One step forward. AB 2863, the most recent online poker bill sponsored by Assemblyman Adam Gray cleared a necessary hurdle on its way to potentially becoming a law. At the end of April, AB 2863 cleared the GO Committee. It took two months, but the California Assembly Appropriations Committee held a vote and passed AB 2863 by a score of 14-1 with 5 non-votes. This vote was initially delayed two weeks while the verbiage in the bill was changed to appease both parties.
One of the last minute additions to the bill (read AB 2863 in full here) was a clever way to shakedown PokerStars for some pocket change to appease the state and the opposing tribes. Legislators added a $20 million fee to waive the five-year grace period on any entities who fell under the bad actor clause (e.g. PokerStars). Also of important note, more language in AB 2863 was altered surrounding 10% of all gaming revenue getting kicked into California's General Fund…regardless if the horse racing industry got their $60 million subsidy. Essentially the state is saying that they get paid out first and the horse guys have to get in line behind them. Lastly, something else about taxes was included to the new changes… the $12.5 million license fee is eligible to be written off against any gaming revenue taxes.
With the new language in place, the bill easily passed the Appropriations Committee 14-1 with only 5 abstentions. The bill now heads to the floor of the Assembly, where it requires 2/3 of the votes to pass. But let's not get too far ahead of ourselves. Yes, it's now up to the state Assembly to determine whether or not to pass the online poker bill. But there's no guarantee that they would even vote on it. Last year's attempt at an ipoker bill died at this exact stage. Although a lot more headway has been made between opponents of AB 2863 and supporters of online poker, all the recent negative stories in the media about Amaya (insider trading charges for their CEO) might have tainted this year's chances of passing. Does the collation of Pechanga and Agua Caliente tribes have enough clout to sway the votes in their favor and kill the bill? Then again, this last-minute addition of a $20 million fee (Stars would pony up in order to get a shot at the California marketplace), might be enough to get this bill finally passed.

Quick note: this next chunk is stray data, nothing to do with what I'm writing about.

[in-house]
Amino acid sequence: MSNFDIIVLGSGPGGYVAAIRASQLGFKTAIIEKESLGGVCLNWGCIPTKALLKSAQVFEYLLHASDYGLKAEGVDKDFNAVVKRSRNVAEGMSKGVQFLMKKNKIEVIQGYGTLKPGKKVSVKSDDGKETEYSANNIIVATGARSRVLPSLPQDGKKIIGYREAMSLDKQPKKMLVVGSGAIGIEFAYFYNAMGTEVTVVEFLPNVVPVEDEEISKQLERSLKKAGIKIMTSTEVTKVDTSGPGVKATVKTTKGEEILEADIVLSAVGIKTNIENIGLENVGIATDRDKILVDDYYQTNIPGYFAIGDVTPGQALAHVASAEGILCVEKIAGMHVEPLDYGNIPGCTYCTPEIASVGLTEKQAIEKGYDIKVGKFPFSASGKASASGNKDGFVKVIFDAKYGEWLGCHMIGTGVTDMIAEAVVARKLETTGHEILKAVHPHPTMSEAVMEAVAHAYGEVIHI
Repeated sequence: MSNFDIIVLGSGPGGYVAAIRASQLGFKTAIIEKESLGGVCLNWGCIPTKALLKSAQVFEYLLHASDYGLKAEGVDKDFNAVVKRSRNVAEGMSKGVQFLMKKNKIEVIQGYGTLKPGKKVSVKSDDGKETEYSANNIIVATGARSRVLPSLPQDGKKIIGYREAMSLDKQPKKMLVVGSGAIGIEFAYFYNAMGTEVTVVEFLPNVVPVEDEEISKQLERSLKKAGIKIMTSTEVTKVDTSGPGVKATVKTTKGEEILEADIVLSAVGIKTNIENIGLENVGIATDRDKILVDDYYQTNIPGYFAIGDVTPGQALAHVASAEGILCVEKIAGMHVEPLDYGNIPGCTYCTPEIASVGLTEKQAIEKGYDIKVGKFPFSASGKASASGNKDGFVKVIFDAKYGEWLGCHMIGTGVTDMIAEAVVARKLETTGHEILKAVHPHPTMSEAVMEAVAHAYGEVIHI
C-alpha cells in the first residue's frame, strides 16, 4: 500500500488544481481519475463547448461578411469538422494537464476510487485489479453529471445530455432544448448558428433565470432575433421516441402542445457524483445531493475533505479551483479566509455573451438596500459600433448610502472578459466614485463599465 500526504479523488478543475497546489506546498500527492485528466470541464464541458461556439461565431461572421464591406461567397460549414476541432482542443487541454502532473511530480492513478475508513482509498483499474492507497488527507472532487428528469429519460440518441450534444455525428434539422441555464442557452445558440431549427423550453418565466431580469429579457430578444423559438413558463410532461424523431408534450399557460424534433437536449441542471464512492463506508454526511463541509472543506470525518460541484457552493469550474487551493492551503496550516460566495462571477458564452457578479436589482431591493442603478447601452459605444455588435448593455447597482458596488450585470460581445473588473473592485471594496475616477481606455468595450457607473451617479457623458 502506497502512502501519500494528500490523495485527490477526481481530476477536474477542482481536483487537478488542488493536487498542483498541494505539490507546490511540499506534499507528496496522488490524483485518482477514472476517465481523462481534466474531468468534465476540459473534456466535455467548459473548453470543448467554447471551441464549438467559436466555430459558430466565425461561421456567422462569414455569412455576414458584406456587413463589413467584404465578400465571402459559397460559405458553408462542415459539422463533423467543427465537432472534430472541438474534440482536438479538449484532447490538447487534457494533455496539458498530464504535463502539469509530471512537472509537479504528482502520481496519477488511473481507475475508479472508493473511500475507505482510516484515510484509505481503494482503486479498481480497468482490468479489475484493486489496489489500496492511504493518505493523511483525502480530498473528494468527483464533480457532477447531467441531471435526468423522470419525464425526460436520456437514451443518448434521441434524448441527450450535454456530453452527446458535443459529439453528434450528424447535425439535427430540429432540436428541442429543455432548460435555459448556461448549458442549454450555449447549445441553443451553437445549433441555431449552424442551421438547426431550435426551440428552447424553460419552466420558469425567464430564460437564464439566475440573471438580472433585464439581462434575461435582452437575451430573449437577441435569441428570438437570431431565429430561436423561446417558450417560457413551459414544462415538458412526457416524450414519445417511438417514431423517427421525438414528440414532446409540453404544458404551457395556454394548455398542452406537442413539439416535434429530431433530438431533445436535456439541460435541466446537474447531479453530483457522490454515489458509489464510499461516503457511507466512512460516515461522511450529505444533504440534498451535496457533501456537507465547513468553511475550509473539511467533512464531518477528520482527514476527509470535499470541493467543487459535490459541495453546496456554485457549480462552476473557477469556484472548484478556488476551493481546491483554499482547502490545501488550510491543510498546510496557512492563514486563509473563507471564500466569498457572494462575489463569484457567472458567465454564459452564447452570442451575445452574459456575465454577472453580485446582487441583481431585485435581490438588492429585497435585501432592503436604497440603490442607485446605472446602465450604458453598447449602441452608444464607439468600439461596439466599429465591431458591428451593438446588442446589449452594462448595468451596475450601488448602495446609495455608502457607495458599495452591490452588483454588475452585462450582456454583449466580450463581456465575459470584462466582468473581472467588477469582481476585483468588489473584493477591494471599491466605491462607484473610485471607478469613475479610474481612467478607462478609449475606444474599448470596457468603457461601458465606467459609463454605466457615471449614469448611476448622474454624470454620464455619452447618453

Even if the Assembly votes yes and pass the bill, the next step would be that AB 2863 moves to the State Senate for a vote. If that passes, then the bill lands on the desk of the governor's office. Will the governor veto an online poker bill? That's also the billion dollar question. If you've seen enough movies like Chinatown, then you know a massive state like California has always had the interests of big business at heart over the interests of the people. This could be one of those instances when you hope that all the politicians involved recognize the potential for an unlimited future revenue stream for the state along with legitimizing an industry that will create new jobs in an era when good jobs are hard to come by.
The future is still unknown. Yet, let's be hopeful! Sure, it's still a pipe dream, but California is the largest state in America and the return of online poker would create a mini-boom.